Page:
There is a certain type of artist who will pursue landscapes like a storm chaser tracking a tornado. Oliver Akers Douglas is one of them. The more remote the location, the more monstrous its topography, the more likely you are to find the British painter driving down byroads in his 4x4 studio, a converted Land Rover, to try and seek it out.
Just a few months ago, Oliver was crossing the low-lying grassy plains of Connemara with his easel packed into a golf trolley. His aim was to reach the Atlantic tip of the Ballyconneely Peninsula, a stretch of land that pierces the bit of ocean between Clifden and Roundstone.
The point is so westerly, he could see the weather beginning to thicken on the horizon above the water. All the while he stood inland, trying to capture the crisp, coastal light before the harsh Atlantic conditions really began to kick in.
Oliver is, by definition, a plein air painter, but there is not much sudden, spontaneous painting going on here. Setups like the one in Ballyconneely are no accident. The artist selects his locations carefully, and he prefers the kind that makes him work for his reward. In anticipation of his next solo show, Land Sea Sky, he has spent much of 2020 travelling alone to find his desired coastal and countryside scenes in Dorset, Connemara and Scotland’s west coast, as well as the chalk downland of Wiltshire, a county that the artist and his family have lived in for more than 10 years.
Oliver talks about each of his chosen landscapes much like a portraitist discussing the painting of a beloved but unpredictable friend. Dorset coastlines are affectionately described as “absurd” in their geological beauty; Harris in Scotland is “off the scale”. The landscape is the only sitter he needs. “If there’s someone in the picture, I generally don’t put them in,” he explains. “I kind of de-people places. I don’t know whether that is something sort of prejudicial in me, or whether it’s just looking for some kind of purity.”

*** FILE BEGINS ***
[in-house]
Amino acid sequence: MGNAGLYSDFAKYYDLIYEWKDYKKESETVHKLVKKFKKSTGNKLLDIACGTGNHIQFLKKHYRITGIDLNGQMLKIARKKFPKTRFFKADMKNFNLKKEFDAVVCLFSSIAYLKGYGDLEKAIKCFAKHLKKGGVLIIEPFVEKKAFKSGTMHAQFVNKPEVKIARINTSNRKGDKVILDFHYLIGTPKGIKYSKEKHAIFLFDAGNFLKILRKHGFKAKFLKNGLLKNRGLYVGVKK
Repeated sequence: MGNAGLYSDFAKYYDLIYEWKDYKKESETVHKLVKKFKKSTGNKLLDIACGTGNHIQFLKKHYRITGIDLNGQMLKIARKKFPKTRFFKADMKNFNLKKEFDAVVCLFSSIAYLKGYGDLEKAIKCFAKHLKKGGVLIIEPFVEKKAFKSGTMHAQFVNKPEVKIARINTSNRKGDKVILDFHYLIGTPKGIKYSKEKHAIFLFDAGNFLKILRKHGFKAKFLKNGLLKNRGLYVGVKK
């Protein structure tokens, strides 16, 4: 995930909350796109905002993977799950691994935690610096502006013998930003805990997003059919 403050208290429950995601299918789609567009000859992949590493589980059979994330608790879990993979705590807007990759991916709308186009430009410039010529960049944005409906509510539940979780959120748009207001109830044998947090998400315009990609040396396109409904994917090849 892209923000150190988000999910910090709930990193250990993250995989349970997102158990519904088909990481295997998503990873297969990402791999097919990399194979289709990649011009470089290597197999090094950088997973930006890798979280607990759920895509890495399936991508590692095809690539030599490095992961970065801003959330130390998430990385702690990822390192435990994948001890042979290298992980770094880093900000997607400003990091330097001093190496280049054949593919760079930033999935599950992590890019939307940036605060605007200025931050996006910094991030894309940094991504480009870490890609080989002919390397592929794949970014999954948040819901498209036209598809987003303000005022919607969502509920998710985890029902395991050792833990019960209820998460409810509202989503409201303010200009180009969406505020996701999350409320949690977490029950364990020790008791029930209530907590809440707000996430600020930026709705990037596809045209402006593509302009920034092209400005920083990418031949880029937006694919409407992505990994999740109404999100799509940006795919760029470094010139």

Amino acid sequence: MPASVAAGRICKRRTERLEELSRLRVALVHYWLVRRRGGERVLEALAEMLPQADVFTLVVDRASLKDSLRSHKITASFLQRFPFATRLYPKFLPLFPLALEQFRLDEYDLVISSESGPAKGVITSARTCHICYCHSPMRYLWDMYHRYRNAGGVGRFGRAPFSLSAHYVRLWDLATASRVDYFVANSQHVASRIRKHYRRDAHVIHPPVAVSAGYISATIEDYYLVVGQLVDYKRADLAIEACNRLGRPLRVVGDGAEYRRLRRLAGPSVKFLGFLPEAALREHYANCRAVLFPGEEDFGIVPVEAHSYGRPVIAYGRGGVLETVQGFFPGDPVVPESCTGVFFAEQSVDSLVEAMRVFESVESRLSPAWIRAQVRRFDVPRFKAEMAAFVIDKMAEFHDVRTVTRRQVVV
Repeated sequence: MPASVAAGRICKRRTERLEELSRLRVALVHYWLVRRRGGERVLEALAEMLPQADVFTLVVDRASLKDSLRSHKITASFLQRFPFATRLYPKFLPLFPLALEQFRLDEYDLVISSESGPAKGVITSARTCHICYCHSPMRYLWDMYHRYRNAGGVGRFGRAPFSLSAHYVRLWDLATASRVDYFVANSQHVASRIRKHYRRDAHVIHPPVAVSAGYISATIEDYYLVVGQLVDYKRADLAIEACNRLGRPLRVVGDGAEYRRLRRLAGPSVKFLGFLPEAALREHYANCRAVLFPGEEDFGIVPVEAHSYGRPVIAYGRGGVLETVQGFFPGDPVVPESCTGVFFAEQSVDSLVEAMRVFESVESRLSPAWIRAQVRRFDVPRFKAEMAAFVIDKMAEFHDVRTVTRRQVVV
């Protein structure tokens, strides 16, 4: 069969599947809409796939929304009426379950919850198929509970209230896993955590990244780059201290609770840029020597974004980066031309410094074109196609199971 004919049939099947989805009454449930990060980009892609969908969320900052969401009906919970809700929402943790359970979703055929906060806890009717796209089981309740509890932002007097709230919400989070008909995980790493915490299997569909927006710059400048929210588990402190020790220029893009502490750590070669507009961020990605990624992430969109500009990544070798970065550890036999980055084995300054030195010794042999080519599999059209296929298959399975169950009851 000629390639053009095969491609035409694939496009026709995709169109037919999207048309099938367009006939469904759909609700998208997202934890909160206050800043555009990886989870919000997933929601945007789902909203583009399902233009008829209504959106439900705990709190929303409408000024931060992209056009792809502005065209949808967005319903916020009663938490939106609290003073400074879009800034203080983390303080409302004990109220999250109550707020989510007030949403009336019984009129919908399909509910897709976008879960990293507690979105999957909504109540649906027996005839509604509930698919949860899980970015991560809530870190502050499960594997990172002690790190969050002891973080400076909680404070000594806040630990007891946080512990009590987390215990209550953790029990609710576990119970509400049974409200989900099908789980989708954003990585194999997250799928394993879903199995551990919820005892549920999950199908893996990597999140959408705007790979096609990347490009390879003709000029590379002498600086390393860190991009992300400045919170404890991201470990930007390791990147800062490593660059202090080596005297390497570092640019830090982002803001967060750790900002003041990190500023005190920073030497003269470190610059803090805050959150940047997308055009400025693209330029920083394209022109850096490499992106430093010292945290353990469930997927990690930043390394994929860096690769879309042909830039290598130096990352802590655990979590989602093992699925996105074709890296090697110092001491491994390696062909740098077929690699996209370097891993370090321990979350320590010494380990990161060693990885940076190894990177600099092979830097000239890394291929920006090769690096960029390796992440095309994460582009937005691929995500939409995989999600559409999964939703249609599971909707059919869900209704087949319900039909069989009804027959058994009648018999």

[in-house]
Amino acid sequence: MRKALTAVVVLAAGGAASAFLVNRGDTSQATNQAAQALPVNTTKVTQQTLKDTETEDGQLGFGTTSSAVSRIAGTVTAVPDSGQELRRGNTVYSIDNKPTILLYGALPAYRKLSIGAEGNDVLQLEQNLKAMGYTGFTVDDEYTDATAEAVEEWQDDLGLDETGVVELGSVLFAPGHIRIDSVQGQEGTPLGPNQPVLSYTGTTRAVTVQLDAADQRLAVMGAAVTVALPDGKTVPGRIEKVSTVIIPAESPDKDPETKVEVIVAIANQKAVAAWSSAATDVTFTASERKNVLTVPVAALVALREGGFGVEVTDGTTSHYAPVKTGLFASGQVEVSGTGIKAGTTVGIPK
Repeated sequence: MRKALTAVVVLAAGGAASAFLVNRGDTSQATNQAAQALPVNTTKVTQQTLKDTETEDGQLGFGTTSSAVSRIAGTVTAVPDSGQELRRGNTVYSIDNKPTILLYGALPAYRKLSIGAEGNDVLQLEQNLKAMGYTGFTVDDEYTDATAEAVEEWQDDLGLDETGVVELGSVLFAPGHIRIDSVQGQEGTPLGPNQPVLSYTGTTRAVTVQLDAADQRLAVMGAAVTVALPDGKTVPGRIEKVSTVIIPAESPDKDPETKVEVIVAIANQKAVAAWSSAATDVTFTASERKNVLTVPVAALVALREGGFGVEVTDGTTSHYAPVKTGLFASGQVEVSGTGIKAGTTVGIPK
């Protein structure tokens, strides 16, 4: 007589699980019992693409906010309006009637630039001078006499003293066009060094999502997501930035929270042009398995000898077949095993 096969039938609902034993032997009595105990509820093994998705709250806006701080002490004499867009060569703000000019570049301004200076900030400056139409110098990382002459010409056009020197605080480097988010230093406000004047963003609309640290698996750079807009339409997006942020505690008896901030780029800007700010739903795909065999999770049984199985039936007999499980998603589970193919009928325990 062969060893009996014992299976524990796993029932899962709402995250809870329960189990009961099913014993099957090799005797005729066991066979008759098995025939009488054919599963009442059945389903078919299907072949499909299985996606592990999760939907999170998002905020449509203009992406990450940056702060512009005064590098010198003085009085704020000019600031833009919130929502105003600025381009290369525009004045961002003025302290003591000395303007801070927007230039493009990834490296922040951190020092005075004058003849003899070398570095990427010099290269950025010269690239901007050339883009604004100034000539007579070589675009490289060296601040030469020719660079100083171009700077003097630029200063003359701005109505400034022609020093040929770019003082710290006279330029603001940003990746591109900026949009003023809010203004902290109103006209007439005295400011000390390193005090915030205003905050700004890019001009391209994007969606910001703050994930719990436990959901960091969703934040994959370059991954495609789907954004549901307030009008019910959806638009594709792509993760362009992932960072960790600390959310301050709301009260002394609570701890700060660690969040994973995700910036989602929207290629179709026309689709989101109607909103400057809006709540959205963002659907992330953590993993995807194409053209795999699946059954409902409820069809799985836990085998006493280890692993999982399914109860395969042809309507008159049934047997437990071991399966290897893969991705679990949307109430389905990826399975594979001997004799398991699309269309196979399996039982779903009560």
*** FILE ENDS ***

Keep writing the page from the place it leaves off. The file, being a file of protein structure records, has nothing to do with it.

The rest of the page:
The artist is solitary on the other side of the canvas, too. “I generally don’t invite people to talk to me when I’m working. People often think you’re there for their amusement, and actually it completely destroys your concentration.”
This appetite for outlying locations and artistic seclusion makes it tempting to draw analogies with the lockdown, a situation that has seen us all cut adrift, the usual reassuring picture of our lives de-peopled. It’s a comparison Oliver resists, however. “Everyone has to reference that. It’s so boring. I think not mentioning that, and painting massive skies, without people in, it reflects on modern life better, without being in any way literal or conscious. The less you say, the better.”
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